By Jack Childs

Reducing spam from mailto links

So here it is, my first actual blog post.


If you have developed any website that provides a way for users to contact you, it is highly likely that you have had to encounter spam of some kind. In this short post I will show you how I deal with mail spam and the code that I use.

What kind of works, but just doesn't

Of course it is impossible to stop real humans from sending you spam mail, without making it incredibly difficult for a genuine person to reach out to you. In the past I have tried:

  • mail forms so the email address isn't exposed to the end user but instead bots just submit the form themselves
  • CAPTCHA type activities which completely destroy the UX
  • and honeypot methods that sometimes work, but don't completely work especially as bots get smarter and smarter

So instead I built a solution that works well for me: encode the email address on the server, and decode it client side after a period of time, the benefit being that unless the bot runs the JavaScript code, and waits for the delay, they won't be able to scrape the email address. And of course the email address is also hidden from all the source code including all the JS files.

The code

There are two parts to this method, first is the encoding of the email address and second is the decoding.

Part 1: Encoding

The email encode function:

const encodeEmail = (e) => {
    const b = Buffer.from(e).toString('base64');
    let res = [];
    for (let i = 0; i < b.length; i++) {
        res[i] = b.charCodeAt(i).toString();
    return res.join('-')

The encode email function is nothing special, it just obfuscates the email address so that a random bot can't just read the plain email address. For example, here's what an encoded email address might look like:


As you can see, you can't just straight up read the email address.

Part 2: Decoding

Decoding the email address is just as easy. In the case of my website, I just use a simple script that looks for all email address links and decodes them after a set amount of time.

Here's the decode function (even smaller than the encode function):

const decodeEmail = (e) => {
    const ascii = e.split('-')
    let res = String.fromCharCode(...ascii)
    return atob(res)

But, to save time and effort for you, I have simplified the process and created a small npm package called data-protect. The next part of this article will be on using this package in a Next.js environment.

Using the data-protect package to encode and decode data

First, install the data-protect package:

npm i data-protect

Here is an example component that I use on my website for the encoding and decoding of the email address:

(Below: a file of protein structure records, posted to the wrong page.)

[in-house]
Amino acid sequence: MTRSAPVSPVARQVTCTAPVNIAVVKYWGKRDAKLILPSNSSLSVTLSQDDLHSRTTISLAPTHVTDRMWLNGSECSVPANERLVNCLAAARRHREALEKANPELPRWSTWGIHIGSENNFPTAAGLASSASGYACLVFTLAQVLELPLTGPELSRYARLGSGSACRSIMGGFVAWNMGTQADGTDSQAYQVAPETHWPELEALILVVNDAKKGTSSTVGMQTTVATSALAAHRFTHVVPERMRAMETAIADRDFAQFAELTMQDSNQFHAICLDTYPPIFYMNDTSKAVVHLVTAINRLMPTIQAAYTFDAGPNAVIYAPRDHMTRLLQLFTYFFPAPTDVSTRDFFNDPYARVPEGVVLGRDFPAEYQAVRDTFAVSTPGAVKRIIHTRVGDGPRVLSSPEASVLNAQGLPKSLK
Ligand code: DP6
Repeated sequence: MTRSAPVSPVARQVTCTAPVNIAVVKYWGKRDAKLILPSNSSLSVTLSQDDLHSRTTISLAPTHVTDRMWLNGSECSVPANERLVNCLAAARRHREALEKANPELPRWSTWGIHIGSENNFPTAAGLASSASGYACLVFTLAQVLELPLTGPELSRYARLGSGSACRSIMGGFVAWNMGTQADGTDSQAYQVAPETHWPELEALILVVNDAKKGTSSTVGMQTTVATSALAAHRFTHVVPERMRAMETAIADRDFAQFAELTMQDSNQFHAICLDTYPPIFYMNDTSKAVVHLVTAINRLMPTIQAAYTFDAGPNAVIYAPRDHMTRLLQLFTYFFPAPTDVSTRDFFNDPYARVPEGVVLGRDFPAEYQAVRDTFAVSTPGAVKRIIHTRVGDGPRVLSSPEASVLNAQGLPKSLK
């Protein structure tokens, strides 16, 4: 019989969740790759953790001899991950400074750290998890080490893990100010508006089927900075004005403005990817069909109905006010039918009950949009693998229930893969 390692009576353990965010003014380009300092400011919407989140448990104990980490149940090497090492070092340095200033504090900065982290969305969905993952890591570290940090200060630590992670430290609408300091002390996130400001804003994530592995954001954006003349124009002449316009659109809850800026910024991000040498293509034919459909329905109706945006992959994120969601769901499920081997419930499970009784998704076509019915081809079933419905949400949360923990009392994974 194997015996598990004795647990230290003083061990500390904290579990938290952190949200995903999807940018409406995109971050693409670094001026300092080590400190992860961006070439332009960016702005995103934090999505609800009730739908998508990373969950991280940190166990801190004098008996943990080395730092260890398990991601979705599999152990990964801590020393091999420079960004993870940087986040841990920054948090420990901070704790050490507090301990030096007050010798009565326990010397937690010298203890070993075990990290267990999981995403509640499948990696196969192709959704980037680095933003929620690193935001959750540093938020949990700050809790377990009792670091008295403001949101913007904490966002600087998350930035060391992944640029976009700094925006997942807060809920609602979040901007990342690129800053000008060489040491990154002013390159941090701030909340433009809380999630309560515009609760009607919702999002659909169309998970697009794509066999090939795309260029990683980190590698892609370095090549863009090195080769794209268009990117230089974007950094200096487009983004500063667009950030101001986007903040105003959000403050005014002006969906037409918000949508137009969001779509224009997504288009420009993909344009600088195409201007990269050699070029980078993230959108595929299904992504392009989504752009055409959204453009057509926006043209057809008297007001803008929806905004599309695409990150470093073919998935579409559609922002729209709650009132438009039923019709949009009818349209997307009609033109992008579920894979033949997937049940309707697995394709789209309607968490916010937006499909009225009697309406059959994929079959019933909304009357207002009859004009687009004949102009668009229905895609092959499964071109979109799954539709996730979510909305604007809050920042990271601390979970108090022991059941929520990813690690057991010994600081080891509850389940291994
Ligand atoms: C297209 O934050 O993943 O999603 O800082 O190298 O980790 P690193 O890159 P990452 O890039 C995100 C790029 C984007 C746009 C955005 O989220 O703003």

import React from 'react';

import { DataProtect } from 'data-protect'

export default class ContactEmail extends React.Component {
    constructor(props) {
        this.placeholder = 'loading...'

        // ensure that these options match those found at the bottom of the page that this component is imported from
        this.options = {
            key: props.emailKey,
            x: 8,
            delimiter: ' '

        this.state = {
            email: this.placeholder

    componentDidMount() {
        this.delayTimer = setTimeout(() => {
                email: DataProtect.decodeData(this.props.encodedEmail, this.options)
        }, this.props.delay)

    componentWillUnmount() {

    render() {
        // generates an encoded string and then at runtime a script decodes the string and displays the email address.
        // this is used in an effort to stop bots from reading the email address and sending spam emails.
        return (
            <a href={ === this.placeholder ? '#' : `mailto:${}?subject=${this.props.subject}`}
            className="hover:underline hover:text-gray-300">
                { }

The component can then be used like this:

<ContactEmail encodedEmail={encodedEmail} emailKey={emailKey} subject="I am interested in your work" delay="3000" />

With the encodeEmail and emailKey variables being passed in from a getStaticProps function. This is needed so that the email is encoded at build time and does not appear in raw form in the output code.

import {
} from 'data-protect'
export async function getStaticProps() {
    // a random string
    const key = ((Math.random() + 1).toString(36).substring(2, 9)) + ((Math.random() + 1).toString(36).substring(2, 9));

    return {
        props: {
            encodedEmail: DataProtect.encodeData("[email protected]", {
                key: key,
                x: 8,
                delimiter: ' '
            emailKey: key

The result


Although this method is not bulletproof it works well enough for me compared to other methods that I have tried. I hope this was somewhat useful, feel free to comment below and share your thoughts.

Comment below 👇